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How will I cope without alcohol?

I used alcohol as the panacea for all life’s difficulties.

Overwhelmed? Wine slowed my racing thoughts and softened my shoulders down my back.

Anxious? Wine released the death-hold grip I felt around my throat.

Sad? Wine helped me forget for a little while.

Lonely? Wine felt like a friend.

Wine was my go-to after a hard day, which happened to be every day, for a few years.

While everyone has their own unique set of things they need to cope with, we all have our hard things. And if we’ve been relying on alcohol to cope, the thought of getting through life without it is terrifying.

I want to acknowledge that fear; it’s REAL. But here are four reasons why you’ll cope better without alcohol than with it.

1. You’re distracting yourself instead of addressing your issues

Drinking to cope is like band-aiding a wound that needs stitches. While the band aid is on, the wound doesn’t look that bad. You can’t even see it. But the wound is still there and what it needs is stitches, not a damn band aid.

When you drink to deal with something, you’re not dealing with it. You’re distracting yourself from it; numbing yourself from it for a little while. When the drinking is over, the thing is still there, and you haven’t done a thing to address it.

If I’d stopped distracting myself from the hard things with wine, I could have addressed the root causes. I could have deferred my studies to a later date. I could have gotten a cleaner to help around the house. I could have started seeing a psychologist sooner. I could have put myself out there more to make new friends. These things would have helped to stitch up the wound.

So, instead of drinking when you’re going through hard things, ask yourself:

What am I feeling? And why?

And then, what do I need to do to support myself here?

When you ask these questions, you end up with a plan of action. One that addresses things, instead of distracting you from them for another day.

2. You’re making yourself fragile

Alcohol drains us physically. It makes us tired (even one drink is disruptive to sleep!). It makes us anxious. And if we overdo it, it makes us feel sick, eat crap, and skip exercise. Not exactly the ultimate state with which to take on life’s challenges.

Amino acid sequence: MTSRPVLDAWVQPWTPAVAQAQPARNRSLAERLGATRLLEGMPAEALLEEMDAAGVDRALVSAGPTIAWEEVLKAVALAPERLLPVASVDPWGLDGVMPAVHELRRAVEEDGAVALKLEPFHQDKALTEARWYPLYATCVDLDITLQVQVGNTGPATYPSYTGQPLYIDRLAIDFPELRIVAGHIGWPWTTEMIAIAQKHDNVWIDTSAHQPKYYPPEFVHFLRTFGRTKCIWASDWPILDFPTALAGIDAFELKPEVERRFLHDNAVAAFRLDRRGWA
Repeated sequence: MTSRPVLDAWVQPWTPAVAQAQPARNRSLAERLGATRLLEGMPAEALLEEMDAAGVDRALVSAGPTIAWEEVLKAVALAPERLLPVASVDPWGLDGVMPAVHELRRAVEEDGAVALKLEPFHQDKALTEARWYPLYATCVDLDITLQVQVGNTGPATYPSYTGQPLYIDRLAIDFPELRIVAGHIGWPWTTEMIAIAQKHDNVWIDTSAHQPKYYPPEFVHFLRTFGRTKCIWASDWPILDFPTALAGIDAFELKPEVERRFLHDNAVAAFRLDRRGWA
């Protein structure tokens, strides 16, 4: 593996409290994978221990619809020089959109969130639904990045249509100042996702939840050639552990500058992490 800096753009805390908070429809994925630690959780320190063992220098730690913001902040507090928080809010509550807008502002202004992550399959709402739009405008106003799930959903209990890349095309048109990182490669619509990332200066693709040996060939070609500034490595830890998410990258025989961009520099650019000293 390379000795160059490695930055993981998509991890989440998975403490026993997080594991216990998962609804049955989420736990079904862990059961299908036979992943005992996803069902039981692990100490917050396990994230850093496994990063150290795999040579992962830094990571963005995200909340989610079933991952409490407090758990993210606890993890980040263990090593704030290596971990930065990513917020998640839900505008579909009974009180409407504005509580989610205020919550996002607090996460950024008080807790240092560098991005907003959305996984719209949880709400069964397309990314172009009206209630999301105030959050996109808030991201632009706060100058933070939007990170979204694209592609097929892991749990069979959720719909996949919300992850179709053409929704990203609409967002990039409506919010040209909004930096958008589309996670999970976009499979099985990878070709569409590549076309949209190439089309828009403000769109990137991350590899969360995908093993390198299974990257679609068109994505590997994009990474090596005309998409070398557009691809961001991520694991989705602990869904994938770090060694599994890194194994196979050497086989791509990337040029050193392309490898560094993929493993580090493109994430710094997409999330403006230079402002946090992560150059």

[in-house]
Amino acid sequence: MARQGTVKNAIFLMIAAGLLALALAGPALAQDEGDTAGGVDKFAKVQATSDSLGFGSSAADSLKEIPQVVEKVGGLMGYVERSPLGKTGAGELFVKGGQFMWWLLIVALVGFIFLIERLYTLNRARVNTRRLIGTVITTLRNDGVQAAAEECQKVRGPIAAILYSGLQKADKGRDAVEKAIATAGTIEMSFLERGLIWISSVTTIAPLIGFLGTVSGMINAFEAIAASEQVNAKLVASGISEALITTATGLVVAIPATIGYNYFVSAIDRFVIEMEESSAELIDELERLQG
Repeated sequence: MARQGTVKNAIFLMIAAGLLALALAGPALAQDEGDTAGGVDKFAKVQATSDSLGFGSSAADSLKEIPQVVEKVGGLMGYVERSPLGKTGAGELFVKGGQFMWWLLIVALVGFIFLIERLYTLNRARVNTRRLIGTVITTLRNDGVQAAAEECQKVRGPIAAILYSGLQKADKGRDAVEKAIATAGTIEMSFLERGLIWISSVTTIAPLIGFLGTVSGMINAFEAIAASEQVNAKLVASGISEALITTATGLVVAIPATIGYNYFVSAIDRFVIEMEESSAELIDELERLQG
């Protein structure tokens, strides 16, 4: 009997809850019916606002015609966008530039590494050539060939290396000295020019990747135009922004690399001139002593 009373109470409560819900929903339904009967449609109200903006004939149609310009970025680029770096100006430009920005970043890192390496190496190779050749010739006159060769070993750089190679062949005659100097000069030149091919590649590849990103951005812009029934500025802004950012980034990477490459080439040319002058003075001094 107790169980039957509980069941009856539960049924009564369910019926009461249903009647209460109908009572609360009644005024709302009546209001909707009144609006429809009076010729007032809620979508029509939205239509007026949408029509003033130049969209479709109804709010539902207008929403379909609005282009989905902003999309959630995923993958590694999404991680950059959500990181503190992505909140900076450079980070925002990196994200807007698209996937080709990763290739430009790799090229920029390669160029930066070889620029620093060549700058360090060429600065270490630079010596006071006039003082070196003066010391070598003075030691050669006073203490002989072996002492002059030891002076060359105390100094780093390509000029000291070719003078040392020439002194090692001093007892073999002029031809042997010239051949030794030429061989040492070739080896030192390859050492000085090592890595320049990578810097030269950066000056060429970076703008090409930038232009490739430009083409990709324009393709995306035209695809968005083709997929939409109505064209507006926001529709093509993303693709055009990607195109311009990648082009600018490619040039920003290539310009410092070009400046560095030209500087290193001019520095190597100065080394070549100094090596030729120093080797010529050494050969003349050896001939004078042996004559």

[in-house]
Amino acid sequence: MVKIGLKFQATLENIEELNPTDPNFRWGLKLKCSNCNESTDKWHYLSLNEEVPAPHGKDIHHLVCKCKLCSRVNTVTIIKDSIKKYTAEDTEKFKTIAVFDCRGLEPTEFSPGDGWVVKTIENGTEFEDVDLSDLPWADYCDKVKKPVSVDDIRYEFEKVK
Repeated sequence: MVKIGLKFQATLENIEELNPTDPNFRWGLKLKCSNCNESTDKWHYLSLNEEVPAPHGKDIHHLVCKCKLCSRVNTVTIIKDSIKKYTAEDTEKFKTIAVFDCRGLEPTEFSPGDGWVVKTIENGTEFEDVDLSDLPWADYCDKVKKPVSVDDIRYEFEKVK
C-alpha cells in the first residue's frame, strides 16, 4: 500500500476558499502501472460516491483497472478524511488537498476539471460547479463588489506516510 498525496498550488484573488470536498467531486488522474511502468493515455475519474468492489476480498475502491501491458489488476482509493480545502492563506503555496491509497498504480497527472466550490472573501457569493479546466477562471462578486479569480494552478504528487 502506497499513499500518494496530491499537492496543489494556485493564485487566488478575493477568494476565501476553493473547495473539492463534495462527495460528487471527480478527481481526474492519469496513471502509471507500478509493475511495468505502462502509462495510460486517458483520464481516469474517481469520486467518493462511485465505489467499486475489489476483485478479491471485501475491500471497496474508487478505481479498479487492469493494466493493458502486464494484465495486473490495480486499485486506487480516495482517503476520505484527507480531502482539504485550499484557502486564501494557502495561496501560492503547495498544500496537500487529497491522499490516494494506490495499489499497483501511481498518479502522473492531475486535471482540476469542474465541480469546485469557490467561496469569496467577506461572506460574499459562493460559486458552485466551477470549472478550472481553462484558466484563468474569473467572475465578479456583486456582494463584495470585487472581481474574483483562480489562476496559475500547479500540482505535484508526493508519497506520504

Alcohol is a mood-altering substance, meaning it changes the way we feel. And if we use it to avoid emotional distress, we don’t allow ourselves to practice sitting in our emotional discomfort.

Why is this a bad thing?

Because sitting through and bearing our uncomfortable feelings helps build our resilience. We learn that our feelings won’t kill us, and that we are strong, and capable. Every time we pour a drink when we feel we can’t cope, we’re literally robbing ourselves of the opportunity to prove to ourselves that we can.

And beyond that, when you’re worried that you might have a drinking problem, drinking can train-wreck you emotionally. Every time you promise yourself you won’t drink and then you do; every morning you wake up and realise you drank more than you intended; those moments when you realise you can’t remember what happened; and those times that you feel ashamed because you said, did, or didn’t do something… all these moments slowly but surely chip away at your self-belief, your self-esteem, and ultimately your emotional resilience.

As time goes by, you doubt yourself and your abilities more. And you trust yourself less. Meaning, you end up less confident and feel less capable to handle the things that life throws at you.

3. Drinking prevents you using effective coping mechanisms

When you reach for alcohol to cope, you may fail to develop other ways to cope with distress.

Practicing mindfulness, meditating, breathwork, exercise, getting enough sleep, developing close relationships, seeing a mental health professional and so on, can all fall in the ‘too hard’ basket when opening a bottle of wine is just so easy.

4. Drinking delays you getting help

Because alcohol delays us dealing with our hard things, it also often delays us seeking the help we really need. We use alcohol to soldier on, thinking we can ‘sort ourselves out’ on our own, when the reality is, we need help.

Finding a good mental health professional and getting the support you need, is something that can save you a lot of pain if done sooner rather than later.

In closing:

When you take the alcohol away, the reasons why you drank don’t magically disappear. There can be a pretty hairy limbo period between quitting and using healthier coping strategies (which ultimately lead to you being much better equipped to cope).

This limbo period is a time when a lot of people think sobriety is too hard and go back to drinking. If I can give you one piece of advice here it would be – DON’T. As they say in AA ‘don’t quit (sobriety) before the miracle happens’. Stick it out because sobriety gets better with time, while problem-drinking generally gets worse.

We’re here if you need us.

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